Transducing information to and from biological environments is essential for bioresearch, neuroscience and healthcare. There has been recent focus on using organic semiconductors to interface the living world, since their structural similarity to bio-macromolecules strongly favours their biological integration. Either water-soluble conjugated polyelectrolytes are dissolved in the biological medium, or solid-state organic thin films are incorporated into bioelectronic devices. Proof-of-concept of versatile applications has been demonstrated sensing, neural stimulation, transduction of brain activity, and photo-stimulation of cells. However, progress in the organic biosensing and bioelectronics field is limited by poor understanding of the underlying fundamental working principles. Given the complexity of the disordered, hybrid solid-liquid systems of interest, gaining mechanistic knowledge presents a considerable scientific challenge. The objective of OSIRIS is to overcome this challenge with a high-end spectroscopic approach, at present essentially missing from the field. We will address: 1) The nature of the interface at molecular and macroscopic level (assembly of polyelectrolytes with bio-molecules, interfacial properties of immersed organic thin films). 2) How the optoelectronics of organic semiconductors are affected upon exposure to aqueous environments containing electrolytes, biomolecules and cells. 3) How information is transduced across the interface (optical signals, thermal effects, charge transfer, electric fields, interplay of electronic/ionic transport). Via spectroscopy, we will target relevant optoelectronic processes with ultrafast time-resolution, structurally characterize the solid-liquid interface using non-linear sum-frequency generation, exploit Stark shifts related to interfacial fields, determine nanoscale charge mobility using terahertz spectroscopy in attenuated total reflection geometry, and simultaneously measure ionic transport.

Agency: European Commission | Branch: H2020 | Program: ERC-COG | Phase: ERC-CoG-2015 | Award Amount: 2.00M | Year: 2016

The present proposal tackles fundamental problems in data management, leveraging expressive, large-scale and heterogeneous graph structures in order to integrate both unstructured (e.g., text) and structured (e.g., relational) content. Integrating heterogeneous content has become a key hurdle in the deployment of Big Data applications, due to the meteoric rise of both machine and user-generated data storing information in a variety of formats. Traditional integration techniques cleaning up, fusing and then mapping heterogeneous data onto rigid abstractions fall short of accurately capturing the complexity and wild heterogeneity of todays information. Having closely followed the emergence of heterogeneous information sources online, I am convinced that only an interdisciplinary approach drawing both from classical data management and from large-scale Web information processing techniques can solve the formidable data integration challenges that they pose. The following project proposes an ambitious overhaul of information integration techniques embracing the scale and heterogeneity of todays data. I propose the use of expressive and heterogeneous graphs of entities to continuously and dynamically interrelate disparate pieces of content while capturing their idiosyncrasies. The following project focuses on three core issues related to large-scale and heterogeneous information graphs: i) the effective extraction of fined-grained information from unstructured sources and their proper integration into large-scale heterogeneous and probabilistic graphs, ii) the creation of novel physical storage structures and primitives to durably and efficiently manage the profusion of data considered by such graphs using clusters of commodity machines, and iii) the development of logical data abstraction mechanisms facilitating the effective and efficient resolution of complex analytic and data integration queries on top of the physical layer.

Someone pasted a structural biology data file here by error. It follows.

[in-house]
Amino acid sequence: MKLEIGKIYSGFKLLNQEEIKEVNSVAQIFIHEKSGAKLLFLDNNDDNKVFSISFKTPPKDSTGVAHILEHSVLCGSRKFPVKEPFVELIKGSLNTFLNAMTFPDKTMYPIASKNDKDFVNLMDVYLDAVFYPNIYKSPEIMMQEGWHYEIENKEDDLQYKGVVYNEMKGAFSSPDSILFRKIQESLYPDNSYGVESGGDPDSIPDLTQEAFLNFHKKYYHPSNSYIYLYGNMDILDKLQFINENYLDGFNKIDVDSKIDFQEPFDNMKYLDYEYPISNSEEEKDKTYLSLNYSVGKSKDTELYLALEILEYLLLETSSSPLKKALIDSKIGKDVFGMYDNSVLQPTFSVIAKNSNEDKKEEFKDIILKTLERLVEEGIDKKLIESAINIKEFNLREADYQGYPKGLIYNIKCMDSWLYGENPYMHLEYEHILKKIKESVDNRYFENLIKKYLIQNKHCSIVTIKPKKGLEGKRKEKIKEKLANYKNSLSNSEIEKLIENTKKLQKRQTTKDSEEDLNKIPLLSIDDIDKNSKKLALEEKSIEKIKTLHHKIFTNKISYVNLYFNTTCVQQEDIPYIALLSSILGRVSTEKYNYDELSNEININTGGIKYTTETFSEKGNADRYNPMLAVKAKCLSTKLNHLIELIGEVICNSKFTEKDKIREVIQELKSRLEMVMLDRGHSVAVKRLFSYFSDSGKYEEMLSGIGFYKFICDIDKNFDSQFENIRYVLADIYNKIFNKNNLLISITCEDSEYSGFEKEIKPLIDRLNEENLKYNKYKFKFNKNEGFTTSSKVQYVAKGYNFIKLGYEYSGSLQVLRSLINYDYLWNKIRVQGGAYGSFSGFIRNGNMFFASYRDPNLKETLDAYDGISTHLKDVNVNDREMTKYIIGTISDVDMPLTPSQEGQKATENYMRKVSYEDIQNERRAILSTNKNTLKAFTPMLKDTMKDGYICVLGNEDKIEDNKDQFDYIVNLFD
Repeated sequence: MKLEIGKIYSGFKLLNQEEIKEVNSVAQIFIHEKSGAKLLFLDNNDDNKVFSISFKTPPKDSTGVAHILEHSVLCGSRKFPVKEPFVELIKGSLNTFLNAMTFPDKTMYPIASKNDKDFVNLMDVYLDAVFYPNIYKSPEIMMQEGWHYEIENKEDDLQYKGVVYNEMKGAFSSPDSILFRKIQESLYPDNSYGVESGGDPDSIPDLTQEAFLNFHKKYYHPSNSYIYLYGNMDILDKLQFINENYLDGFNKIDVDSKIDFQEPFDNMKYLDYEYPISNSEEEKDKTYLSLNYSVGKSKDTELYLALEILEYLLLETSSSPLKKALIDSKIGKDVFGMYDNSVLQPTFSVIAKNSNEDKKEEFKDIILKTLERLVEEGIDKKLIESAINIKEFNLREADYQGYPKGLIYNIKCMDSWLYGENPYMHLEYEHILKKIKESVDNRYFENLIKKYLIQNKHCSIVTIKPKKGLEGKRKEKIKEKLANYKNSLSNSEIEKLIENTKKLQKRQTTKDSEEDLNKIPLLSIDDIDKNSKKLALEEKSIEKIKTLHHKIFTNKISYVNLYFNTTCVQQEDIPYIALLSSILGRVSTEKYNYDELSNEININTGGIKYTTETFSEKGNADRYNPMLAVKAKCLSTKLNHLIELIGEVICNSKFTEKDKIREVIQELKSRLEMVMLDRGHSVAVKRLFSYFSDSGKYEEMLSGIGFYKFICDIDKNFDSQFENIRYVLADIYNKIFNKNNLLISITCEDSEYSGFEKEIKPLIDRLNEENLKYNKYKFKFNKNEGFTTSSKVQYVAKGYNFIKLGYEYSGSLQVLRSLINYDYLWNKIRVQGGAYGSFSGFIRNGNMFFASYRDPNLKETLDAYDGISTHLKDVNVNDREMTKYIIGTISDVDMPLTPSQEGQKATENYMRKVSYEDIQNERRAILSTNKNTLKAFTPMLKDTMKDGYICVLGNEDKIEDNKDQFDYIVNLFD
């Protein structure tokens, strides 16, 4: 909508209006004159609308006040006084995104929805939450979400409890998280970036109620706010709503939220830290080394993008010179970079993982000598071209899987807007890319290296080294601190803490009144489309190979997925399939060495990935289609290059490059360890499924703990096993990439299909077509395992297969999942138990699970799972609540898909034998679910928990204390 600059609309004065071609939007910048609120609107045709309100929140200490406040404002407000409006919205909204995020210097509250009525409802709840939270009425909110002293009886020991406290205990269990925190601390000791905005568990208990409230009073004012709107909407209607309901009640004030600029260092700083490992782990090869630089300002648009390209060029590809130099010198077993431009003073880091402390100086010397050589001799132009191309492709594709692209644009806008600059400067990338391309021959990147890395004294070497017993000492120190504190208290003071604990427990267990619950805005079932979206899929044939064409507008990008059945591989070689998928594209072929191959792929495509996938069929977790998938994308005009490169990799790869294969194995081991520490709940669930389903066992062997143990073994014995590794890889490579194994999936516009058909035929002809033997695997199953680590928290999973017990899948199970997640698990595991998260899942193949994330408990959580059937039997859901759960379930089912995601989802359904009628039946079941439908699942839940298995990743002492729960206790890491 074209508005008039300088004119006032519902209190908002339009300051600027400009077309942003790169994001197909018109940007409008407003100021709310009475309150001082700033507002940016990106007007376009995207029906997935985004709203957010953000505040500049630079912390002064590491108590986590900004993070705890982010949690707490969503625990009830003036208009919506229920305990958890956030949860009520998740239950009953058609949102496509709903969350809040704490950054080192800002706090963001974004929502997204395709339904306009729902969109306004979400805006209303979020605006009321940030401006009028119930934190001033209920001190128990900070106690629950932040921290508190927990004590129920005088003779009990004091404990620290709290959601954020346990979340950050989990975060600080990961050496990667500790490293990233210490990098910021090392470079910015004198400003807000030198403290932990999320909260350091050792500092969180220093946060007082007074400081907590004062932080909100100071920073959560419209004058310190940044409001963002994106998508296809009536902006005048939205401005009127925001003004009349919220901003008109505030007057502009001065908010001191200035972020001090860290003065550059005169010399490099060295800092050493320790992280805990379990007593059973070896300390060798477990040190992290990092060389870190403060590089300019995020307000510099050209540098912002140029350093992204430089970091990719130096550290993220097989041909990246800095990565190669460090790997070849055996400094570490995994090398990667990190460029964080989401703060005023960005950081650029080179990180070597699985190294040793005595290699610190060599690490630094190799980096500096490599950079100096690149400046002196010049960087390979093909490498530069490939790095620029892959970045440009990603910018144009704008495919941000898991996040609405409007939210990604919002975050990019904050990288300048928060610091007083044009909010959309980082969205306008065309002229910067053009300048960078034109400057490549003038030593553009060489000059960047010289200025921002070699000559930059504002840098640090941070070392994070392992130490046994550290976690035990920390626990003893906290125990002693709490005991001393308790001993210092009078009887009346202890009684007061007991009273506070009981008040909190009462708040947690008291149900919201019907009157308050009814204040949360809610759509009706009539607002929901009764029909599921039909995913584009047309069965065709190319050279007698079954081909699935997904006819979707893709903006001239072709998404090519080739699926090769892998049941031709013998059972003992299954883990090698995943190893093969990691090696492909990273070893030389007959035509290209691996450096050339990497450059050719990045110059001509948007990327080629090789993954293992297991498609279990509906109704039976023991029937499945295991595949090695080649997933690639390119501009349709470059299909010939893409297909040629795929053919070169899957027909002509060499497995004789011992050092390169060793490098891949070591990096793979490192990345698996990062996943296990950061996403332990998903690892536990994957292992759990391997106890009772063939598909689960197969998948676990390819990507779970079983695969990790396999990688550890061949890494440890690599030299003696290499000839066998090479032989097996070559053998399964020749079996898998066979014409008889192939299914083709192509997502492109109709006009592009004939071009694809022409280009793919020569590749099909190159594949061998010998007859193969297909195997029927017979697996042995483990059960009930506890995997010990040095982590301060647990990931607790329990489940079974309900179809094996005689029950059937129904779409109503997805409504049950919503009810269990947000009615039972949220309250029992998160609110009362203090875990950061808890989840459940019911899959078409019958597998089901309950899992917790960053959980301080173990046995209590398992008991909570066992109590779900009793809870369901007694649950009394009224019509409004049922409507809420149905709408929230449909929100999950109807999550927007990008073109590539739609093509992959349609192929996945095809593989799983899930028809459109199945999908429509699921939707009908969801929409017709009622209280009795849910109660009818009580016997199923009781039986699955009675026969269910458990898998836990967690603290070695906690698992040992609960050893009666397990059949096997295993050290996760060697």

Agency: European Commission | Branch: H2020 | Program: ERC-STG | Phase: ERC-StG-2015 | Award Amount: 1.50M | Year: 2016

Sleep is critical for optimal cognitive functioning and health. Sleep disturbances are highly frequent in our society and strongly influenced by cognitive factors, e.g. rumination, expectations and thoughts. However, the mechanism of how cognition influences sleep architecture is not yet understood. To explain how cognition influences sleep, I propose the Memories-of-Sleep (MemoSleep)-Hypothesis. Based on the theory of embodied cognition and evidence that memories are reactivated during sleep, the MemoSleep-Hypothesis makes the following assumptions: (1) Cognitions related to sleep/wake states are embodied. I will call them embodied sleep/wake memories. Embodied sleep/wake memories encompass not only their semantic meaning, but also their sensorimotor body representation. Thus, the mental representation of the word wake is directly linked to our body sensation of wakefulness. (2) If embodied sleep/wake memories are activated before sleep, they will have a higher probability of being reactivated during sleep. (3) During sleep, increased reactivation of embodied sleep/wake memories activates associated body responses and thereby affects sleep architecture. Thus, increased reactivation of the mental representation of wake will activate wake-related physiological responses and disrupt sleep. Here I aim at empirically testing these assumptions using brain imaging (high-density EEG, EEG/fMRI) and cognitive testing in humans. I will show that activation of embodied sleep/wake memories before and during sleep influences sleep architecture and affects post-sleep cognitive performance. In addition, I will apply these findings to the elderly and patients with sleep disorders. The results will greatly enhance our theoretical understanding of how cognition influences sleep. Furthermore, they will provide a solid basis for the development of effective cognitive interventions for sleep disorders, with a high potential to improve sleep and cognition also in every-day life.